Back again

It’s been more than thee years since I’ve done a blog post. I’m doing so now because in mid-August Carol and I will be taking our grandson, Max to Africa, so I wanted to test whether I could still blog.

Can I?

Do you want to come along with us on our trip?

(I’ve added this recent image just to try that feature.)

On the Road to Philanthropia

Over the years, many of you have followed us on the exotic trips we’ve been fortunate to take.  In some cases you’ve visited those places yourselves; in others ours was your only trip to that destination.

During the pandemic, Carol and I did not go to the airport for a year and a half, by far the longest stretch of our adult lives. We canceled trips we’d planned to Japan, India, Colombia and England/Scotland. Certainly, we were sorry to have to do this (especially the trip to England/Scotland, which was to have been with two granddaughters). But we’ve had so many fabulous trips over many years that it was hard to be too sad about not taking these.

Carol and I did, however, take another wonderful journey that I’d like to tell you about. It’s not far, and it’s easy to reach, but it’s as fascinating as any place we’ve been. Many of you may have been there already, as well, maybe without having thought much about your journey. I hope that this post will stimulate your sense of adventure.

Around the time of the pandemic’s start, Carol and I, together with a college friend, started a Donor Advised Fund and invited organizations to apply for grants.  We were approaching eighty years of age in a few years and were looking for something new, so we called the fund, Innovation 80.  For symmetry, we decided that we would provide funding totaling $80,000.

Little did we know, but we were on our way to Philanthropia, along a windy road strewn with obstacles and opportunities. This journey has allowed us to meet talented, creative and engaged people of different races, ethnicities, gender preferences and ages who we would never otherwise have met. Experienced philanthropists have guided us by generously taking time to share their expertise.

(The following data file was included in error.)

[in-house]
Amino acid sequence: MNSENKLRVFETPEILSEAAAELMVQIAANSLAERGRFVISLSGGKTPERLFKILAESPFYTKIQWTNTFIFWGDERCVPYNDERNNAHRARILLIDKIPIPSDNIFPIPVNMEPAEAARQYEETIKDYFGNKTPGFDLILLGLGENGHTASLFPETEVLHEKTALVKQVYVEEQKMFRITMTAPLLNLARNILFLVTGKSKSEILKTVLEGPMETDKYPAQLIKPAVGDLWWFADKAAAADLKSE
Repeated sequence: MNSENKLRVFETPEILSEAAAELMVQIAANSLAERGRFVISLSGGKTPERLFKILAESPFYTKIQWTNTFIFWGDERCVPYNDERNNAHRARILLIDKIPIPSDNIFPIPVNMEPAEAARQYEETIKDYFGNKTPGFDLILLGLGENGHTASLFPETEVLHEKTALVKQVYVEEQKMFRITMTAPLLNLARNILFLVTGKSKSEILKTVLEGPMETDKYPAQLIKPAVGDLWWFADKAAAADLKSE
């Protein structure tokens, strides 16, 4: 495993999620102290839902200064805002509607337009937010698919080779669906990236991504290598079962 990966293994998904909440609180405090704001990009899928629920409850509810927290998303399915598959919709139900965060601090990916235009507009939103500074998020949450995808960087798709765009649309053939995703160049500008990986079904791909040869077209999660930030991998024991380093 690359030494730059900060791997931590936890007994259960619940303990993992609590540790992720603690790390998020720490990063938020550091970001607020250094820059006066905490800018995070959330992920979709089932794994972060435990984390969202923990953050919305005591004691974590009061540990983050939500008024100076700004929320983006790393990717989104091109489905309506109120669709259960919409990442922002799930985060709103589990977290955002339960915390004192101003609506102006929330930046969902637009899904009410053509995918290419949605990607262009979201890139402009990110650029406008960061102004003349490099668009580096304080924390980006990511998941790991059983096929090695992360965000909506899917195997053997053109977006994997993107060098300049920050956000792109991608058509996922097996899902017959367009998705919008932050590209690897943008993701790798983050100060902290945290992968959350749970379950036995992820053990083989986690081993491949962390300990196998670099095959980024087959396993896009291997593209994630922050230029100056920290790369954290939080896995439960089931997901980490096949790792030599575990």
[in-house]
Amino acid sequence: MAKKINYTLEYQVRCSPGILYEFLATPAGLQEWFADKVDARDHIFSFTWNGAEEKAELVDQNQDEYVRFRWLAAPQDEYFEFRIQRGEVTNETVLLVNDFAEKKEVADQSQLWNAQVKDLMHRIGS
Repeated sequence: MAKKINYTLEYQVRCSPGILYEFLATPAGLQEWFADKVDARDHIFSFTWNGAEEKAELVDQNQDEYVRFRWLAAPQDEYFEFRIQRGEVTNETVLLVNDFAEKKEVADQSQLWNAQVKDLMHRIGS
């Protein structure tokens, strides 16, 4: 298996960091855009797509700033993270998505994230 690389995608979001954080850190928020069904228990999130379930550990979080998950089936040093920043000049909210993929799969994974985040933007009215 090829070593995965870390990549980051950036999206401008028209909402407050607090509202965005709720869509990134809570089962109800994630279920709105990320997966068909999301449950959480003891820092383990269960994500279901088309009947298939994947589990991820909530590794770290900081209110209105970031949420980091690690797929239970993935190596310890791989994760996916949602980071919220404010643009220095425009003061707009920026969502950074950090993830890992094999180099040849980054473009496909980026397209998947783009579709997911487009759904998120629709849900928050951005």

We sent out RFPs to nine small organizations that friends of ours had founded and/or were actively engaged in, and which we had supported at modest levels over the years.  When the applications for grants came in we noticed that those we were most attracted to were organizations that used the arts to engage and support young people in underserved communities in Chicago, so we adopted that as our focus.  We chose four organizations, granting them each approximately $20,000.

We’ve been privileged to partner with and act as catalysts for organizations encompassing arts as diverse as dancing for disabled people, circus arts, glass blowing, storytelling, young children reading to dogs, an orchestra for steel drums, mosaic murals, literature for ex-prisoners and more. Here are photos from some of the organizations that we’ve supported.

The journey has been engaging and joyous.  Looking back, it almost seems that our lives have been a rehearsal for this journey.  Friendship has always been a key value for Carol and me and over the years we’ve made and stayed in touch with many people around the country and around the world.  Innovation 80 has allowed us to reach out to these friends and afford them an opportunity to come along with us on our journey, much as this blog has done over the years.  Many have chosen to join us.

In only sixteen months, Innovation 80 has grown from supporting four organizations with $80,000 to supporting thirteen with over $250,000. By the end of the year, we hope to partner with twenty organizations and raise more than $400,000.

I hope that you’ll travel with us as generously as you can by supporting Innovation 80. You’ll feel good about contributing, and your support will allow us to expand our efforts and to support many other worthy organizations. We leave now. And you don’t even need to worry about what you’ll pack. Your credit card or check book is your passport.

Bon voyage.

Two Short Travel Stories

June 29, 2020

In addition to reading my old travel journals and blogs, I’ve written two short stories for a contest by an upscale hotel chain. One of them has been I singled out for publication. See if you can figure out which.

Guiding Lights

By Arnie Kanter

I met the King of Bastar.

My guide, Japreet, said the king was an acquaintance. His company had made travel arrangements for the royal family.  Though the king was the central figure in the four-day festival, the Bastar Durshea, that I was in India to see, starting that evening, Jaspreet called the king on his cell. The king invited us to come over to the palace to see him.

Jaspreet and I spent forty-five minutes with the king, a young man of about thirty, who clearly believed that he was fully entitled to be king. Jaspreet conversed comfortably with the king, who spoke of the festival and how his participation and approval would be required for every aspect of the festivities.  He made a point of telling us that he would be riding in on the new horse he’d just bought in Mumbai for many millions of rupees.  His manner in greeting us and ordering tea from his servants, while not unkind, was aloof and privileged.  Clearly, it was good to be king.